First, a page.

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Developing Android Applications in Maia

Maia supports development of applications for Android operating system. To begin creating an Android application, open the File menu, click New Project, click Next, and then select Android Module type:

Now you need to create Android SDK — just specify its location folder and build target. IntelliJ IDEA will create a new global library for it (to which you can later attach sources or javadoc for better coding assistance).

For that you can either click View Classpath in the Android Facet configuration (which is automatically added to your module) or edit it just as any other library. Note that Android sources and javadoc are added automatically if they are located in default locations: <sdk dir>/src and <target dir>/src for source code and <sdk dir>/docs/reference and <target dir>/docs/reference for javadoc.

You can create Activities, Services, Broadcast Receivers and Remote Interfaces (AIDL files) from popup menu (Alt+Insert). IntelliJ IDEA automatically registers them in an AndroidManifest.xml file and provides syntax highlighting for AIDL code.

To create a new Android Resource, select the res folder (or any of its specific child folders) and press Alt+Insert:

To launch an Android application you can either use an Android run configuration (created automatically when Create ‘Hello, World!’ project option is selected in Android Facet settings), or just press Ctrl+Shift+F10:

You can use external JARs in your application by just adding dependencies via Project Structure dialog, Ctrl+Shift+Alt+S. Java module dependencies can be added in a similar way.

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9 Responses to Developing Android Applications in Maia

  1. Geekycoder says:

    August 27, 2009

    That’s great !

  2. Manfred Moser says:

    September 6, 2009

    This is awesome and I am relieved to be able to keep going with IntelliJ even when using Android. One problem I found is that creating the project like this rather than with using the android command does not create any build script so you can not build the project on the command line. Could you add that back in? Or even add Maven support?

  3. llappall says:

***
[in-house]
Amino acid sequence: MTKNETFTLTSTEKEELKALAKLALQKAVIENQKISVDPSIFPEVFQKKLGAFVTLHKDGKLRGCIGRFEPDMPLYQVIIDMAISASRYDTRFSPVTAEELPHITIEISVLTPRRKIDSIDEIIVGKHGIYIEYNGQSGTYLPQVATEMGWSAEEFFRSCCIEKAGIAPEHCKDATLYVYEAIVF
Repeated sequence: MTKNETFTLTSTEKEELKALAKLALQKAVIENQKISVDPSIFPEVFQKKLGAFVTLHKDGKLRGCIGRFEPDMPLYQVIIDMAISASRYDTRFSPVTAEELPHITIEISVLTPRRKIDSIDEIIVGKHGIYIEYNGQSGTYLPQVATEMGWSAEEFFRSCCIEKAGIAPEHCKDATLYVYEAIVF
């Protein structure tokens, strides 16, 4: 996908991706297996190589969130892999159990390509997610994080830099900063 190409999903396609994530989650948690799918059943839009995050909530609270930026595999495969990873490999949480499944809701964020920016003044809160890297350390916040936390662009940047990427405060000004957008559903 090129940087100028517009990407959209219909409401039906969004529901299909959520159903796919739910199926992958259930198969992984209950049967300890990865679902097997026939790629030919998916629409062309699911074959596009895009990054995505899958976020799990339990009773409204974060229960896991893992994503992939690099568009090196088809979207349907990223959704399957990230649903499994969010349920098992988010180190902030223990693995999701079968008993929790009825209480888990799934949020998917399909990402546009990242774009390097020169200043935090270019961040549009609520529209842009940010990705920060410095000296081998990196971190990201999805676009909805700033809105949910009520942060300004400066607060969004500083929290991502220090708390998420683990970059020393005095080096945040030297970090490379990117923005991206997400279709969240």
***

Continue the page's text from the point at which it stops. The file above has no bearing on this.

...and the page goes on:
February 4, 2010

    How do you open/import a project you already have code for?

  4. larry says:

    June 4, 2010

    Consider adding more words and/or a screenshot concerning the creation of “Android platform” in the 4th step of making a new project. The problem I hit when doing this, for the very first time, was that to create a new “Android platform”, the “Select path” dialog actually wants the parent folder of the overall android SDK. (Offering it, for example, the “android-8” folder under /platforms/ gets a disabled Ok button). In other words, for Intellij’s label of “new” under “Android platform”, you should actually give it the root SDK, not an individual platform.

  5. Simon says:

    June 19, 2010

    Disappointed Android support is not in the community edition – Just the sort of thing I want to play around with in my spare time. Now i’m going have to use Eclipse 🙁

  6. Robert says:

    July 19, 2010

    I really wish this was in the community edition or a cheap version. After the 30 day trial is up, there’s no way I’m paying $250 to play around with Android apps in my spare time. With the price factor and lack of tutorials, I’m better off sticking with Eclipse (and waiting for Google’s free App Inventor).

  7. Mark Griffin says:

    August 6, 2010

    I use “android create project” from the command line to lay out the project folders and default files. Then I create an Idea project over the existing source. That way I have the ant build scripts as well as the Idea project. I use the ant for building a signed version, for one thing. I really find it useful to have the ant scripts that “android create project” generate.

  8. Pieter says:

    August 17, 2010

    I agree with @Robert and @Mark, it is a pity some way cannot be found to allow for seamless Android development support making it’s way into the Community Edition. It would really help to open up the market for IDEA since not everyone is exclusively committed to Eclipse, or Netbeans, for that matter.

  9. Pieter says:

    August 17, 2010

    Sorry, I meant “@Simon and @Robert”.
    @Mark, thanks for sharing your post, I might try your approach.

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